Preview: A French Twist at Prague Spring
That’s why the first press conference took place recently at the French Institute in Prague, an institution with long tradition of Czech–French cooperation, and with the participation of H. E. Pierre Lévy, the French ambassador in Prague.
So let us go briefly through the most interesting of the “French” programs. It starts right with the traditional opening performance May 12 of Smetana’s My Country, which will be interpreted by the reputable Orchestre Philharmonique de Radio France, led by Canadian (of Armenian-Scottish origin) Peter Oundjian.
They will also partake in an evening of 19th and 20th century French music on May 14: Saint-Saëns’s Cello Concerto No. 1 in A Minor and Ravel’s Bolero will be followed by the composition Temptation by Czech, France-based composer Kryštof Mařatka. (He’s a grandson of the famous Czech sculptor Josef Mařatka, who incidentally was Rodin’s pupil.) This composition, sub-titled Ritual of the Prehistoric Fossils of Man for Mixed Choir and Symphony Orchestra, closes his trilogy inspired by prehistoric art; and it is dedicated to Václav Havel.
This year’s Prague Spring International Music Competition is devoted to the organ, and the contest’s final evening repertoire May 14 will be mostly French, too: César Franck, Louis Vierne, and Francis Poulenc.The May 19 performance of Ensemble Intercontemporain, a passionate booster of 20th and 21st century music, is a magnet for many reasons. For just one: the world premiere of Miroslav Srnka’s My life Without Me; and another: the Dérive 1 pour 6 Instruments by the Ensemble’s founder, Pierre Boulez.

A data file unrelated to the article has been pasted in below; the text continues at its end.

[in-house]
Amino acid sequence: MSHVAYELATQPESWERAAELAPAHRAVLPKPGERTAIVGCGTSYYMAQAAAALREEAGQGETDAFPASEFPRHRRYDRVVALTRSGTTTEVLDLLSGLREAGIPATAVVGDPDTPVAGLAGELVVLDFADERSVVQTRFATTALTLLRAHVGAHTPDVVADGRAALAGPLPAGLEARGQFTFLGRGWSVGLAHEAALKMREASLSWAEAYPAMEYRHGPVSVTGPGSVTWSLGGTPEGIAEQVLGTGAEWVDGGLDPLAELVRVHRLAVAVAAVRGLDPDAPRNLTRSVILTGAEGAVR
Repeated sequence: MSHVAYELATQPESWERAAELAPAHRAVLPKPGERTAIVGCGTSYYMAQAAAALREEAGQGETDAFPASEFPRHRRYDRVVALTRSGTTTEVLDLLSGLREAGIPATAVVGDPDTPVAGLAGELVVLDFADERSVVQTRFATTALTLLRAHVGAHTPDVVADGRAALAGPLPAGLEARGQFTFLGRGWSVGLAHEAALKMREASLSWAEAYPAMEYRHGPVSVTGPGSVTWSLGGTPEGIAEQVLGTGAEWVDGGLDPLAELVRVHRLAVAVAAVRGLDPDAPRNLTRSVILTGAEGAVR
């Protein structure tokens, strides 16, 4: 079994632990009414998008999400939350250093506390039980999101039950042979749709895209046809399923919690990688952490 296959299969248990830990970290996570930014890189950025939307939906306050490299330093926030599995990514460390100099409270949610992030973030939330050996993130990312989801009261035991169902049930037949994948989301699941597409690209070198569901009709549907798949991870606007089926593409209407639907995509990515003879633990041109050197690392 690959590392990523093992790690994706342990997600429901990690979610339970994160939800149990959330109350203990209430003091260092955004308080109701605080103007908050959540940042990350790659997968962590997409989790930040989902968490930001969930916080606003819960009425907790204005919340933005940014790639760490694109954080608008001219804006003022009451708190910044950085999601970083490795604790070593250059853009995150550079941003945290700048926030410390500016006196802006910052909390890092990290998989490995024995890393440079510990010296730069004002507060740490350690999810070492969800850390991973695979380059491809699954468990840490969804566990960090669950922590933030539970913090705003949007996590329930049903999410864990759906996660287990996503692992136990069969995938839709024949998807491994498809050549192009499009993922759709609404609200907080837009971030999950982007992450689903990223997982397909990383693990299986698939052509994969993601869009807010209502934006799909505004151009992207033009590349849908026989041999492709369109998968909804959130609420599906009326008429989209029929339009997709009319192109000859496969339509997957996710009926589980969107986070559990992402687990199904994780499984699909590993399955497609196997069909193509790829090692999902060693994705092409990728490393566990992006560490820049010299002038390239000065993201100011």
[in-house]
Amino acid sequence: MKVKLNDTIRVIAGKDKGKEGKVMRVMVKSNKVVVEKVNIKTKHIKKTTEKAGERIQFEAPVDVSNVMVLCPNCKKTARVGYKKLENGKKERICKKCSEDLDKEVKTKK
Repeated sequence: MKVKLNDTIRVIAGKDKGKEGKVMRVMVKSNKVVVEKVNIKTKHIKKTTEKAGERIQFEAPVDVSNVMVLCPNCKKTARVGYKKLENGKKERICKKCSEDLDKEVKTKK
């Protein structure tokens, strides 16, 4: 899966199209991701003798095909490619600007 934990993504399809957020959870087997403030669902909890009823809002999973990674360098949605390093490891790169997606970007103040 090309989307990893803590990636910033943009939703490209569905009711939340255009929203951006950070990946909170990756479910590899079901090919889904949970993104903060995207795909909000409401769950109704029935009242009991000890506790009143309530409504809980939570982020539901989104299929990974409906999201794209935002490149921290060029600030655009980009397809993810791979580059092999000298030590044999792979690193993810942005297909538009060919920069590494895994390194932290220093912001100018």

The Slovak Philharmonic Orchestra has had a French conductor-in-chief since 2009, so it is no wonder they are bringing a French repertoire. Together with the legendary violinist Augustin Dumay they will play Ravel’s La Tzigane and the Violin Concerto by Slovak composer Ľubica Čekovská (praised by Arvo Pärt). The May 27 evening will be crowned by César Franck’s Symphony in D Minor.
Another French music highlight, Berlioz’s Le Carnaval Romain, combined with Prokofjev’s Peter and the Wolf, and the conductor Jiří Pešek’s favourite composition, Suk’s Pohádka (Fairytale), will make up a lovely romantic mixture on the next-to-last day of the festival June 1. — oo
– Lucie Rohanová
Note: Lucie’s description of other Prague Spring Festival highlights will be found here on Opus Osm starting April 29.
Photo Credits: Top: Wikipedia; bottom: Miroslav Srnka website